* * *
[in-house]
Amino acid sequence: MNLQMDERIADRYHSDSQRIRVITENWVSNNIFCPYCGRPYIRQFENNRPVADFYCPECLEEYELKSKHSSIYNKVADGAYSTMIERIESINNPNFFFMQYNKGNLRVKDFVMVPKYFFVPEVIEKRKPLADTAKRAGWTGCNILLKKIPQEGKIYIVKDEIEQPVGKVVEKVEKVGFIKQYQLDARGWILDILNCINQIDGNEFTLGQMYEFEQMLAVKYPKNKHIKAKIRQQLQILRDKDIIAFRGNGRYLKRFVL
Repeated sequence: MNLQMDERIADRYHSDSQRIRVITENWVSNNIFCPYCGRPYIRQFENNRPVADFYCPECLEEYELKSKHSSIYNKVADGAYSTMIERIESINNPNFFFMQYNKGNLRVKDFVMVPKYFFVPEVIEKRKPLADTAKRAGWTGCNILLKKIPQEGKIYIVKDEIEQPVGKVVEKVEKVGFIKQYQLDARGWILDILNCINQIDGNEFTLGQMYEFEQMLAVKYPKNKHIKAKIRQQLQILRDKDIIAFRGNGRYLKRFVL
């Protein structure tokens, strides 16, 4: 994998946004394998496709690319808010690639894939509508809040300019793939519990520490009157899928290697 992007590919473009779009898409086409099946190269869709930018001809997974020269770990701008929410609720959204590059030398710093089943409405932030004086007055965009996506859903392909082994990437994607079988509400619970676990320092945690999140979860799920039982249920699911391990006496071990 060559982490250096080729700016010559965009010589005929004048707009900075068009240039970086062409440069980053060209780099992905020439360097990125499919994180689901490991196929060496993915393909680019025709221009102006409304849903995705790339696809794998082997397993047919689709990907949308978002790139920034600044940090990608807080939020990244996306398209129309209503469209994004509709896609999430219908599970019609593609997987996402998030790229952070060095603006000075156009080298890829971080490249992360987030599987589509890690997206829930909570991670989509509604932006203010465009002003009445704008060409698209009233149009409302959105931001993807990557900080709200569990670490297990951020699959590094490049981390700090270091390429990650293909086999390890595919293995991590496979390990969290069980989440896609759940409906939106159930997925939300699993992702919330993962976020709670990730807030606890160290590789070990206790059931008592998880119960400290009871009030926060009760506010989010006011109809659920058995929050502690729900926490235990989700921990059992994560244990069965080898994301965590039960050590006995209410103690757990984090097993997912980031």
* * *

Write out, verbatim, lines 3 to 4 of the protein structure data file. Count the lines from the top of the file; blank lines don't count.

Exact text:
Repeated sequence: MNLQMDERIADRYHSDSQRIRVITENWVSNNIFCPYCGRPYIRQFENNRPVADFYCPECLEEYELKSKHSSIYNKVADGAYSTMIERIESINNPNFFFMQYNKGNLRVKDFVMVPKYFFVPEVIEKRKPLADTAKRAGWTGCNILLKKIPQEGKIYIVKDEIEQPVGKVVEKVEKVGFIKQYQLDARGWILDILNCINQIDGNEFTLGQMYEFEQMLAVKYPKNKHIKAKIRQQLQILRDKDIIAFRGNGRYLKRFVL
């Protein structure tokens, strides 16, 4: 994998946004394998496709690319808010690639894939509508809040300019793939519990520490009157899928290697 992007590919473009779009898409086409099946190269869709930018001809997974020269770990701008929410609720959204590059030398710093089943409405932030004086007055965009996506859903392909082994990437994607079988509400619970676990320092945690999140979860799920039982249920699911391990006496071990 060559982490250096080729700016010559965009010589005929004048707009900075068009240039970086062409440069980053060209780099992905020439360097990125499919994180689901490991196929060496993915393909680019025709221009102006409304849903995705790339696809794998082997397993047919689709990907949308978002790139920034600044940090990608807080939020990244996306398209129309209503469209994004509709896609999430219908599970019609593609997987996402998030790229952070060095603006000075156009080298890829971080490249992360987030599987589509890690997206829930909570991670989509509604932006203010465009002003009445704008060409698209009233149009409302959105931001993807990557900080709200569990670490297990951020699959590094490049981390700090270091390429990650293909086999390890595919293995991590496979390990969290069980989440896609759940409906939106159930997925939300699993992702919330993962976020709670990730807030606890160290590789070990206790059931008592998880119960400290009871009030926060009760506010989010006011109809659920058995929050502690729900926490235990989700921990059992994560244990069965080898994301965590039960050590006995209410103690757990984090097993997912980031």